Grog's atmosphere was perfect for the type of electronic music you'd expect to hear from these two: small, dark, and seedy. Com Truise played first and offered a more audio-visual experience with multiple vertical screens flashing graphics behind him, while he continued a steady rhythm of heavy melodic synths and beats.
The neon-lit graphics morphing on the screens behind
Clark's setup was more minimal, but was also missing a key component on this tour. Other shows have included dancers — there's even a trailer for his tour, giving you a taste of Clark's current show — but I assume Grog Shop's size was not able to accommodate the theatrics.
His hands are always all over the control board when he performs. Describing what he does on stage to The Skinny: "I'm literally I’m doing every single thing. Everything that happens on stage is being played and created live."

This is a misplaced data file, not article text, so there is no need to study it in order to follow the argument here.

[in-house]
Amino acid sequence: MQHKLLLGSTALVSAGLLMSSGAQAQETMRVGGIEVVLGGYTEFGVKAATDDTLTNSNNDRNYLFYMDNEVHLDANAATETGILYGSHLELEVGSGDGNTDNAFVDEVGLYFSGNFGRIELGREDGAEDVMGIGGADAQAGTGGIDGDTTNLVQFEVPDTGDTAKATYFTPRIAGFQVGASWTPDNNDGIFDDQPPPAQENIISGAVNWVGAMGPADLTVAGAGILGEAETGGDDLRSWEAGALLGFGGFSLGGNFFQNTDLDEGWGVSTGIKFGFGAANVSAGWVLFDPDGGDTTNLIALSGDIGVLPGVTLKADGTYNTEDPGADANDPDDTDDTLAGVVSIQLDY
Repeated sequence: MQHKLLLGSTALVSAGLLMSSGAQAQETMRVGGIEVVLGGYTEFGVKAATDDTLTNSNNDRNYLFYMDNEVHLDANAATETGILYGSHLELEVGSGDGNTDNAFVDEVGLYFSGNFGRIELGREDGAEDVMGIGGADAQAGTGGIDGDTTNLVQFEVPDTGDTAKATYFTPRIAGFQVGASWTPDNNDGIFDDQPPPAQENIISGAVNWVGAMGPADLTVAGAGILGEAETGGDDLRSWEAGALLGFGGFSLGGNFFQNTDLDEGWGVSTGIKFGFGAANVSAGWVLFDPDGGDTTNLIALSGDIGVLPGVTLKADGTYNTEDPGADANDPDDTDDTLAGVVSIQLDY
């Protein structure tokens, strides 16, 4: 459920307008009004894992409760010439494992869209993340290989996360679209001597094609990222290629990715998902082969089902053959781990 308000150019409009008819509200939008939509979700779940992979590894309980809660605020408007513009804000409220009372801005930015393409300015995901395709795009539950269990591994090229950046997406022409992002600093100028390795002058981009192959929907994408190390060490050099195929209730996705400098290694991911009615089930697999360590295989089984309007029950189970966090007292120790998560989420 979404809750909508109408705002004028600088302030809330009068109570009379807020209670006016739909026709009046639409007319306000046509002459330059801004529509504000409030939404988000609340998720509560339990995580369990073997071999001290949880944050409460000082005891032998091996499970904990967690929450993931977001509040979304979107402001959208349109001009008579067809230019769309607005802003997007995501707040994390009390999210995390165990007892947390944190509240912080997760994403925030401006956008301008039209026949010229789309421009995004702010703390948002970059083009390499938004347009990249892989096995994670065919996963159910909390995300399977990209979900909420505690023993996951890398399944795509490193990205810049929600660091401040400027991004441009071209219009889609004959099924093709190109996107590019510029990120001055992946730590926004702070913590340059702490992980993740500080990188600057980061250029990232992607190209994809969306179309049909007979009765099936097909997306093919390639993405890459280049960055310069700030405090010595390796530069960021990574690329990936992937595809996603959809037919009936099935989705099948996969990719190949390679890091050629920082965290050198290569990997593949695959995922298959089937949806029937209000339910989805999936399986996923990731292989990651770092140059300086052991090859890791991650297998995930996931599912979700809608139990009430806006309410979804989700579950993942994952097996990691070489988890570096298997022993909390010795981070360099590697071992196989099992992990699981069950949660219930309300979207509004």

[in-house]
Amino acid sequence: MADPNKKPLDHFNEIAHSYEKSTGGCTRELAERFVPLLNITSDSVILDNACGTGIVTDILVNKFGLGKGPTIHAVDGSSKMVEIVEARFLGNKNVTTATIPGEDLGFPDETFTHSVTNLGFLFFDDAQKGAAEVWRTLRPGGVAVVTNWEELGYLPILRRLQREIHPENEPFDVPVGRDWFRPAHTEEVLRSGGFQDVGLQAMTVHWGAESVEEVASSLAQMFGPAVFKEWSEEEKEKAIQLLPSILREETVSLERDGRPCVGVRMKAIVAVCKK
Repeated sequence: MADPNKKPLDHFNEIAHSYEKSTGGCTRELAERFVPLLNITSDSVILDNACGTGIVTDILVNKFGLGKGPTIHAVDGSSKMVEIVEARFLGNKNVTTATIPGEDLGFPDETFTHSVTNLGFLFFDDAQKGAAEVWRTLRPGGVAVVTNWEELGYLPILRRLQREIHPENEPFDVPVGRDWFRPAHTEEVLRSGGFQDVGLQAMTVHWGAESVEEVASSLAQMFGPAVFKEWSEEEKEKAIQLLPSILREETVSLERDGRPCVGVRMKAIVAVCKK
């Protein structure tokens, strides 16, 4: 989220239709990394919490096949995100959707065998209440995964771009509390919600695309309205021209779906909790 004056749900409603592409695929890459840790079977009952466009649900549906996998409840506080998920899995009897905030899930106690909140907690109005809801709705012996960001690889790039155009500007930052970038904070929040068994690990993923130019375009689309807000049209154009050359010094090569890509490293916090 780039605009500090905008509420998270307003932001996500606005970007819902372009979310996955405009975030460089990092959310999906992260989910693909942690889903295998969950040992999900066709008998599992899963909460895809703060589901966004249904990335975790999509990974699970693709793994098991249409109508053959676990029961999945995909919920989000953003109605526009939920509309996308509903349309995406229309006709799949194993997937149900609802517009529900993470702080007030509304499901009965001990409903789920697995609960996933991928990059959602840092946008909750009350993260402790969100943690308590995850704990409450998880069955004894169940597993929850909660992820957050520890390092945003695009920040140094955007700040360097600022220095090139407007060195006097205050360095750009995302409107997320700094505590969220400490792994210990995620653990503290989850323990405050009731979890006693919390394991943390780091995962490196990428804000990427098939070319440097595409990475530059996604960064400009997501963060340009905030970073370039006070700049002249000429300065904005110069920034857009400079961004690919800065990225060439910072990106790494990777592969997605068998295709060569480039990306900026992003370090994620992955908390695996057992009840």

Just like his albums, Clark's set started to shift, always keeping you guessing as to what is coming next. He's not afraid to cut the beat off and play with ambient textures instead. At one point he crouched behind his table to check his phone because a fire alarm went off. I thought it was all part of his sonic landscape, oblivious to what happened elsewhere. The show kept on going though and Clark never spoke a word to the audience.
The crowd seemed transfixed on him the whole time with anyone hardly talking and everyone packed together trying to get as close as possible. Clark's music is danceable through his lush textures, and during the climax of his show he played one of his more popular tracks in recent years, "Winter Linn." With its wonky synths and pulsing rhythm, backed by frantic flashing lights, it made for an exciting climax.
Clark slowed things down for his final track and Death Peak closer "Un U.K." providing melodic pitched vocal samples over a soft beat and arpeggiated synths. Just as his set started Clark's music slowly transitions back into that film score-